Food and beverage is an emotional business marketed in a sea of analytical messages…

The Supreme Importance of the Table

Roadmap to successful food and beverage brand consumer engagement

You’re about to participate in a test. If you are involved in shaping food product or retail marketing, this will help uncover your true point of view on the path to engagement with consumers.

Please read the statement below:

“We taste with our hearts when we receive the gift of someone’s cooking. Cooking for family and friends allows us to celebrate their presence and helps keep them close. Shared food creates shared memories. The times spent in the kitchen and at the table are among the most meaningful moments in life.”

- Chef Michael Chiarello

  • How do you react to the above statement; did it make you feel something?
  • Did it conjure up a memory or two when food was the centerpiece of a great day? Perhaps a special social occasion surrounded by family and friends? Or evoke nostalgic thoughts of a loved one?

Food is a sensory, human experience — just like music. Where the first few chords of a favorite old song take you back to a specific time and place — and the people who shared that moment with you. Food’s sensory cues — aromas, tastes, even textures, can find you right back in grandma’s kitchen or a holiday meal or that ‘best dinner ever’ made with friends.

Food, by definition, is an emotionally engaging subject — and an emotionally driven category. Ironically, a significant amount of the communication coming from food and beverage businesses is decidedly analytical these days — touting certain ingredients like natural sweeteners or declaring what’s not included like GMOs or artificial anything. Important facts to know to be sure. Proof points, if you will, about the integrity or healthfulness of the product.

That said, if we take a beat and think for a moment about the goal of actual engagement and consumption of brand messaging, what is more powerful? A recap of protein and sugar gram percentages or the emotional cues, sensory experiences and even sensory enjoyment of eating, and the social connection that food creates?

There may be an inexorable pull for food brand communication to be inwardly focused on self-reverential and product-centric recitations of amazing food tech, high-quality ingredients, formulas and related benefits. After all, it’s the job of marketing to present the product in its most flattering light, right?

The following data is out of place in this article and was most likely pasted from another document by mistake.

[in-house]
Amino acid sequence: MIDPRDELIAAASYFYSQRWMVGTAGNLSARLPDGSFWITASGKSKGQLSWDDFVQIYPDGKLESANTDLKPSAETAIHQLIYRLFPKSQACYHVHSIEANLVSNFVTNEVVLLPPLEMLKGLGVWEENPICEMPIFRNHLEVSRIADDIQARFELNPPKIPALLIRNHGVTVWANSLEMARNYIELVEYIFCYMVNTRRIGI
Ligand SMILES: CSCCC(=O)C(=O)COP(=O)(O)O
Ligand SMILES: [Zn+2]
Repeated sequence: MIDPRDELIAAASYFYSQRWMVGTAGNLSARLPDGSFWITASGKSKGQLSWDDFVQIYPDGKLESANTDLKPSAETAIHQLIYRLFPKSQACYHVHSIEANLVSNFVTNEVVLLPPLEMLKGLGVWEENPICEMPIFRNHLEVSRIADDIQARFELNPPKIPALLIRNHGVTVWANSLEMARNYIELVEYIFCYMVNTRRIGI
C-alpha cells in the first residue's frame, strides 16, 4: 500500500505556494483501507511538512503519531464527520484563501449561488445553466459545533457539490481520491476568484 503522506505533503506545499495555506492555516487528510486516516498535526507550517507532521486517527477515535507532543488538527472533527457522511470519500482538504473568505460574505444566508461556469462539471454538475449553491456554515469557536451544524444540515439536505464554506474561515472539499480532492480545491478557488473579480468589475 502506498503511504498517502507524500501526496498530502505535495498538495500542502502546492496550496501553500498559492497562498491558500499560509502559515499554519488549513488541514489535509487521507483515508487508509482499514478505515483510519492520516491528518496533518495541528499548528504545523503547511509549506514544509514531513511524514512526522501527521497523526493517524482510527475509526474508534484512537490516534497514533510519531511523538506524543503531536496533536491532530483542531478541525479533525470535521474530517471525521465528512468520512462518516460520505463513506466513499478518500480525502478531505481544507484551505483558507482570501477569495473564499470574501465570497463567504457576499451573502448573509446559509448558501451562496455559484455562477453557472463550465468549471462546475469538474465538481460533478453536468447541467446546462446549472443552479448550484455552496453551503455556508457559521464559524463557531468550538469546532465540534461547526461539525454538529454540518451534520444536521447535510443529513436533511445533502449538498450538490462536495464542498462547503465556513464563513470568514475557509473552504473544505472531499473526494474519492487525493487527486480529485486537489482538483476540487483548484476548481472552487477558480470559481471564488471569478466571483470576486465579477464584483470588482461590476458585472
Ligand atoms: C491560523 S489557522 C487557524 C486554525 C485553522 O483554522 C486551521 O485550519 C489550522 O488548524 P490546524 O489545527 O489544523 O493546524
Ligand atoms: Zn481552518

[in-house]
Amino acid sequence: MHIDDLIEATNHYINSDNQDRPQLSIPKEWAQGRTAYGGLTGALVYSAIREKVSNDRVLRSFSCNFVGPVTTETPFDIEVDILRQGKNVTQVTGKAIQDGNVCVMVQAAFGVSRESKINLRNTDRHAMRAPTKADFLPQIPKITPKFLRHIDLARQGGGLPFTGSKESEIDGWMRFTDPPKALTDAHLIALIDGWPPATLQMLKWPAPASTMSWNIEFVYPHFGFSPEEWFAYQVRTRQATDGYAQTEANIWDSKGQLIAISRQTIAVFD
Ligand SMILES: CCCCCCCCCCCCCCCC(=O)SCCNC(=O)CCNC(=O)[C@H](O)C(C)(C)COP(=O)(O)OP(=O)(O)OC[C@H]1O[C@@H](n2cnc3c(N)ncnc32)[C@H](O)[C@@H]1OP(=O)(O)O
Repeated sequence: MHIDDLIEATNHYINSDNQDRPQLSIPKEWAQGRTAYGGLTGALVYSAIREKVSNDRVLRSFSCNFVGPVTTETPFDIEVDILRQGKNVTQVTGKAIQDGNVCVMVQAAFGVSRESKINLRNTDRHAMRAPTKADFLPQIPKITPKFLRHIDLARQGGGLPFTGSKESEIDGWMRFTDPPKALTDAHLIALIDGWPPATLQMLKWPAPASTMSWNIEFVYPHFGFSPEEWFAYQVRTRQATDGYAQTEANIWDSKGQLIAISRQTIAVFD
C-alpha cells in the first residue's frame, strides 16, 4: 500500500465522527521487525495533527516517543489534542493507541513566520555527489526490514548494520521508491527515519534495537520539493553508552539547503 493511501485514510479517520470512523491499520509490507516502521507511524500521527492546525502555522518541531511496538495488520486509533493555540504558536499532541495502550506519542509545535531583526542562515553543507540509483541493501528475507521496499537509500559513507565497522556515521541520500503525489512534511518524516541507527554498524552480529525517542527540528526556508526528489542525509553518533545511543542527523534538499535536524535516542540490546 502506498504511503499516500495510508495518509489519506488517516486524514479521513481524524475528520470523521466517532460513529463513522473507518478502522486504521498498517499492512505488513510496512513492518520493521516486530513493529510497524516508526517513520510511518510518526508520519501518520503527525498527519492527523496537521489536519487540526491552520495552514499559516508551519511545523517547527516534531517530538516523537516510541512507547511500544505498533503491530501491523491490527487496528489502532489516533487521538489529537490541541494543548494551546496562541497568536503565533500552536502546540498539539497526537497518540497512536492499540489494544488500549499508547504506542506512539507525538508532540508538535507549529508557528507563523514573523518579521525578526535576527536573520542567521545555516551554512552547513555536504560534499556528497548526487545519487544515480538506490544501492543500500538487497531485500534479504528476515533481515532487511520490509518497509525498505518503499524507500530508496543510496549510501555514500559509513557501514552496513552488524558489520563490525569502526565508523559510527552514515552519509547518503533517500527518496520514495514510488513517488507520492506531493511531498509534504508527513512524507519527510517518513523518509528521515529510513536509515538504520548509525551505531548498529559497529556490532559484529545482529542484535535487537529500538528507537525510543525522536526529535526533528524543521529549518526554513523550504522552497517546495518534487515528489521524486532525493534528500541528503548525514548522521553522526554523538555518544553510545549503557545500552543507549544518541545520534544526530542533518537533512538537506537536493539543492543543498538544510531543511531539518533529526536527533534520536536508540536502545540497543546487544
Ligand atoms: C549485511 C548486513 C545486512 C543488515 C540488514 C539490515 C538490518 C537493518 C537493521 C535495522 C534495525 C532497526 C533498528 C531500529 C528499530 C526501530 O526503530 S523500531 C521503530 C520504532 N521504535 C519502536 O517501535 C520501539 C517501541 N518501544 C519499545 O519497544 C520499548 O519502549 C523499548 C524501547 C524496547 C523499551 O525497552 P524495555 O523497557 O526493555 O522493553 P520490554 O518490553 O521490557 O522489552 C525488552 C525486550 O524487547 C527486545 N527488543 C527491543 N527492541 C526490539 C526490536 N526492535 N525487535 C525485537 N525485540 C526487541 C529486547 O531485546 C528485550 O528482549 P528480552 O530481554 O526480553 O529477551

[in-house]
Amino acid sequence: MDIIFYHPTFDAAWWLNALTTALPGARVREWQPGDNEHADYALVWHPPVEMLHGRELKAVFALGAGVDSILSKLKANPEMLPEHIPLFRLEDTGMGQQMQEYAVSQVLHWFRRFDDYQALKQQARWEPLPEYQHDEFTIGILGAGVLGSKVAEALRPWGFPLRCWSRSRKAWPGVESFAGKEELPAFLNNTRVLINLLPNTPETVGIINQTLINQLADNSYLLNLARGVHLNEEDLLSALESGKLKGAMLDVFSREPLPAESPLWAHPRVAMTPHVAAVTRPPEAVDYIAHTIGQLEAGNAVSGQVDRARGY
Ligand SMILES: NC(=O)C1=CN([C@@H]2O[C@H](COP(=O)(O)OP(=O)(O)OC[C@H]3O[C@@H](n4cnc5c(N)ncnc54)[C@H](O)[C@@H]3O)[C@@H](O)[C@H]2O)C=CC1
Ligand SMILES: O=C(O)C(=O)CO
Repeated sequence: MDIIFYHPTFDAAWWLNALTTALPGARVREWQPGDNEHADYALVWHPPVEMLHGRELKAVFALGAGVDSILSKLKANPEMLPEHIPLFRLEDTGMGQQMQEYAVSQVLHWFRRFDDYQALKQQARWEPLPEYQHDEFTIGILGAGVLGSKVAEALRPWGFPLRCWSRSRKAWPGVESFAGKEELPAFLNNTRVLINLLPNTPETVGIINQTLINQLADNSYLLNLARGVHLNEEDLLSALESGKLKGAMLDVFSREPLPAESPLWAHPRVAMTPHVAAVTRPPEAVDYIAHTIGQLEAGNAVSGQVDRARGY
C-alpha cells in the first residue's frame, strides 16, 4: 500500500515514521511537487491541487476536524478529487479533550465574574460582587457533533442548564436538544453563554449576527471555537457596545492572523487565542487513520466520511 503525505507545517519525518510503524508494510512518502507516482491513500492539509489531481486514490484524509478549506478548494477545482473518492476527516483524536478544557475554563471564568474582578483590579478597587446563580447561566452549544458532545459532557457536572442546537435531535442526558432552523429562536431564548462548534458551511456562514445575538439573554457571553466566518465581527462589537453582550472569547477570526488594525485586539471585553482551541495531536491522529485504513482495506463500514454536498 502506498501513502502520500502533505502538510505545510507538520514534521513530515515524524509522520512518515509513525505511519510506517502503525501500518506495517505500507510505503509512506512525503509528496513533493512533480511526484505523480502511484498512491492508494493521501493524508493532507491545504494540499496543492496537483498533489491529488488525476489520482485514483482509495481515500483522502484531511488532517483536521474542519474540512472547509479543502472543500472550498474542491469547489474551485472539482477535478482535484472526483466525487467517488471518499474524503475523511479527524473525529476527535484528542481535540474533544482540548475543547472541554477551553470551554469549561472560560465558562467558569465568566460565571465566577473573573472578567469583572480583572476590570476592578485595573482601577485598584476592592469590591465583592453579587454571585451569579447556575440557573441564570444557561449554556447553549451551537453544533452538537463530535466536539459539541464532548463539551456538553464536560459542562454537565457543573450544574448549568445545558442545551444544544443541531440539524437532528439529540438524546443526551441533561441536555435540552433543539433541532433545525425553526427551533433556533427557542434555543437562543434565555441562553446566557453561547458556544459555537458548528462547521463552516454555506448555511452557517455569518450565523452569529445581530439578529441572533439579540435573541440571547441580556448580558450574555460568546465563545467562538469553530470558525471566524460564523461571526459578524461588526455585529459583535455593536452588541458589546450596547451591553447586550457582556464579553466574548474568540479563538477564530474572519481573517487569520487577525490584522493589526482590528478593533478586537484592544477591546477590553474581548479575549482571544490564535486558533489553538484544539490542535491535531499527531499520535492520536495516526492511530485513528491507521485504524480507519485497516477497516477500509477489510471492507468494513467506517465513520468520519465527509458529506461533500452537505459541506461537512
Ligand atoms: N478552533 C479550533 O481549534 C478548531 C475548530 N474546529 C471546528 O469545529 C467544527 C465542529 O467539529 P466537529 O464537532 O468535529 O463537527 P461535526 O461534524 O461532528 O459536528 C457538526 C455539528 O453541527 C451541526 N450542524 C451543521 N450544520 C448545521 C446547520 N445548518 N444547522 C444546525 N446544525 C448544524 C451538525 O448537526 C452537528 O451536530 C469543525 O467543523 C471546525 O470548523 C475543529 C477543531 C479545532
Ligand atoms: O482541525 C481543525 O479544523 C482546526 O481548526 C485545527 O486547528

Yes, but we suggest doing so differently.

We go back to the statement above and consider its implications. The word delicious, for example, triggers a moment of anticipation that something remarkable and satisfying will happen.

Indeed food is social and an enabler of conversation and connection between people. Further, it is a source of creative expression for those who find being in the kitchen not a chore but a highly invigorating and esteem-worthy endeavor. The product of that time, energy and care becomes more than sustenance. It is a collective gift from the heart to all who share in its goodness.

While it may seem intuitive that marketing strategies should be product forward and benefit centric, we may inadvertently miss the opportunity for real connection at an entirely different and deeper level. Simply said, it is our experience with food, flavor and preparation that ignites romance in our hearts.

If food is an outward expression of how we see our lives and what we want people to believe about us, shouldn’t this be reflected in how we go to market? Purchases are largely symbolic now and motivated by belief as much as they are the need for quality fuel.

At Emergent, we characterize this kind of consumer insight as Table Strategy, a topic we got into recently.

  • Sensory experts tell us we eat with our eyes and taste with our noses.
  • Food keeps us healthy and whole.
  • It contributes to our longevity.
  • Food is an enjoyable experience, most of the time .
  • It feeds our lifestyle interests and energizes our work life.
  • And, food is a common thread in our social and family relationships.

We express the love we have for our four-legged family members by feeding them the best diets we can find. And even here, you see pet food packaging overloaded with information that’s not terribly far away from that of a fertilizer bag. Heavy sigh.

Shouldn’t food brand and retail communication spring first from our experiences and memories at the table?

The facts and percentages and ingredient stories remain important, and become validation of why the decision to buy should stick. However, the lead dog in this messaging pack should be anchored in the emotional resonance of food experiences.

People are inexplicably drawn to brands that reflect beliefs, values and lifestyle interests. Inspiration for the marketing strategy should follow…

Bon appétit!